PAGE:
Justin Herbert's injury caps another lost Chargers season

ByKris Rhim ESPN logo
Friday, December 15, 2023

(Editor's note: This story has been updated to reflect the Chargers' 63-21 loss to the Las Vegas Raiders on Thursday night.)

ONE DAY AFTER a 24-7 loss to the Denver Broncos on Sunday, safety Derwin James Jr. insisted the Los Angeles Chargers still have a great team.

"We just haven't been connected all year long," he said.

The problem with James' supposition -- the same one almost every player and coach has made about this team at some point over the past three seasons -- is there isn't much proof the Chargers are a great team or have been during the past three seasons.

Outside linebacker Khalil Mack, who arrived in 2022, was honest about the state of this team after the loss. As a reporter asked if he questioned if the Chargers were still a good team, Mack interrupted before the question was finished.

"That's the point," he said. "[We're] not taking advantage of the opportunity, man."

Missed opportunities are all too familiar for Mack.

He pointed to his time with theBearsin Chicago, where he played from 2018 to 2021. That Bears defense, Mack noted, featured All-Pro cornerback Kyle Fuller, Pro Bowl defensive end Akiem Hicks and cornerback Prince Amukamara but never won a playoff game in two appearances.

"Would've, could've, should've, that s--- don't matter," Mack said. "Looking back on that, we took L's. Right now, we're taking L's."

That has been the story of these Chargers: high expectations that lead to immense let downs.

Sunday's loss to the Broncos ended with Justin Herbert, the Chargers' $262.5 million quarterback, watching from the sidelines in street clothes with his season-ending broken right index finger hidden in his sweatshirt pocket, as Chargers fans chanted for the team to fire coach Brandon Staley.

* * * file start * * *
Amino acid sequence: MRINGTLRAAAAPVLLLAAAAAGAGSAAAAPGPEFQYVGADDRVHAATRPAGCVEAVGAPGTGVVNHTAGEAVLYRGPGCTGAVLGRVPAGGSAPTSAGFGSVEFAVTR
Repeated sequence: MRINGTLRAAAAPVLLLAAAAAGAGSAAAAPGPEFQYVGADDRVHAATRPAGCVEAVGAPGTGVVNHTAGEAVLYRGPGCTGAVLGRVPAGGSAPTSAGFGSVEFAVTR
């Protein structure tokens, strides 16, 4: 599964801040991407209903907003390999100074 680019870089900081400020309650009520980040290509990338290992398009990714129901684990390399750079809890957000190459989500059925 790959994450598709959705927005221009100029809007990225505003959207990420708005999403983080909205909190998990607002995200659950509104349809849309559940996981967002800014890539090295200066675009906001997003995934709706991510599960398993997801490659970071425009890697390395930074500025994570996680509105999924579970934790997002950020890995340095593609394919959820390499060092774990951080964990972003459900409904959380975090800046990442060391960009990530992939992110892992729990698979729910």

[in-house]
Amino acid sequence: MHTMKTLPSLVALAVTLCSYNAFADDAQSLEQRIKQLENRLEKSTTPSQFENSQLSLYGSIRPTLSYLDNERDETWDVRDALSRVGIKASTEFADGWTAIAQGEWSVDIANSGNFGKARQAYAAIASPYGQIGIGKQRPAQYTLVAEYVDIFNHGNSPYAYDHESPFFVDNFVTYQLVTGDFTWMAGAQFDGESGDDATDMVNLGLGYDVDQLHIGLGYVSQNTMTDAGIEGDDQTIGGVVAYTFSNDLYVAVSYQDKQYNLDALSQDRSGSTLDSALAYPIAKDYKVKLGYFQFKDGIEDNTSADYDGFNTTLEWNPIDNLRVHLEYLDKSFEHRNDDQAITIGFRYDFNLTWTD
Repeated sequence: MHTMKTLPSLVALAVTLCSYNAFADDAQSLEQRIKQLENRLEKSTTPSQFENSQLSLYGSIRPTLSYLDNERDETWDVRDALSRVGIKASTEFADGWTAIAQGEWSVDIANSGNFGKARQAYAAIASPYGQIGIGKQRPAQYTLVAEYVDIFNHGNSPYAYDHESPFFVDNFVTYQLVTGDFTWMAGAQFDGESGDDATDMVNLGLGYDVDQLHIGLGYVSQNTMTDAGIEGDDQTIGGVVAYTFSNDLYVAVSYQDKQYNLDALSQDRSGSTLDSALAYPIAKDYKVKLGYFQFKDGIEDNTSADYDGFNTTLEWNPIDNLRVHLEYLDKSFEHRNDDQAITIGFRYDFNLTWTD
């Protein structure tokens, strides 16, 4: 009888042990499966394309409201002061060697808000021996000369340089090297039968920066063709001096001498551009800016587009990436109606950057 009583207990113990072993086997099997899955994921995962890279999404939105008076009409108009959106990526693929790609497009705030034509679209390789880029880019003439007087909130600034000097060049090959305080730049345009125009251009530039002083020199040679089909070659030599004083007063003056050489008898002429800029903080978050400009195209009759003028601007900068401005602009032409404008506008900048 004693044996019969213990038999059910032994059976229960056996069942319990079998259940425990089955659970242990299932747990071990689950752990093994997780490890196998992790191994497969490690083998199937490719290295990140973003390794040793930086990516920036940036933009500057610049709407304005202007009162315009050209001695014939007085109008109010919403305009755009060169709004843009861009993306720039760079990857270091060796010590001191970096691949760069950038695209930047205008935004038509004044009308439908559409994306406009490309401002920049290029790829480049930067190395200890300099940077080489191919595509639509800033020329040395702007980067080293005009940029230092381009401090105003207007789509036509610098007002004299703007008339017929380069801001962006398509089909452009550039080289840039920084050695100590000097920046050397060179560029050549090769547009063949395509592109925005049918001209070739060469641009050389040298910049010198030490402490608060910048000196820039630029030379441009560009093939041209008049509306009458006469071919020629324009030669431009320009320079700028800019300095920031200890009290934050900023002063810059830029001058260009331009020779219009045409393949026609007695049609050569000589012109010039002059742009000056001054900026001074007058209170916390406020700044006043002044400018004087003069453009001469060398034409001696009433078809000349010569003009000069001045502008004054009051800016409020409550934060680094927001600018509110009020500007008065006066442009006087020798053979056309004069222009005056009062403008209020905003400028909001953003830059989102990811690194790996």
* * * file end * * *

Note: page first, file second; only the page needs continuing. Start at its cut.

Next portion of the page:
The Chargers entered this season with hopes of contending for a Super Bowl but instead are 5-9 following Thursday night's loss to the Las Vegas Raiders, who outscored Los Angeles 42-0 in the first half alone.

"Obviously frustrated," wide receiver Keenan Allen said Sunday, "season didn't go how you wanted it to."

THE CHARGERS COACHING job was supposed to be perhaps the most attractive opening of the 2021 hiring cycle largely because of Herbert, a big-armed quarterback who had just come off a season in which he broke nearly every rookie passing record but fell short of a postseason berth at 7-9.

If the Chargers could improve their defense, it seemed, they had the makings of a real contender. So they hired Staley, the defensive coordinator for the stout Los Angeles Rams in 2020, to improve a defense that had allowed the 23rd-most points per game.

But the defense in Staley's first year was third worst in points per game (27) and rushing yards allowed (138.9), and the team went 9-8 and missed the playoffs.

The Chargers went looking for stars ahead of the 2022 season and secured two former All-Pros: trading for Mack and signing cornerback J.C. Jackson, adding to a defense that already had Pro Bowlers Derwin James and Joey Bosa. They believed they were contenders.

"I feel like up until this point in my career, I've accomplished things, but ultimately, you want to get to a Super Bowl, and you want to win it," Mack said in his first training camp news conference. "And that's the only thing on my mind at this point in my career."

Instead, the Chargers finished that season with a historic playoff meltdown, surrendering a 27-point lead to the Jacksonville Jaguars -- the third-largest comeback in playoff history.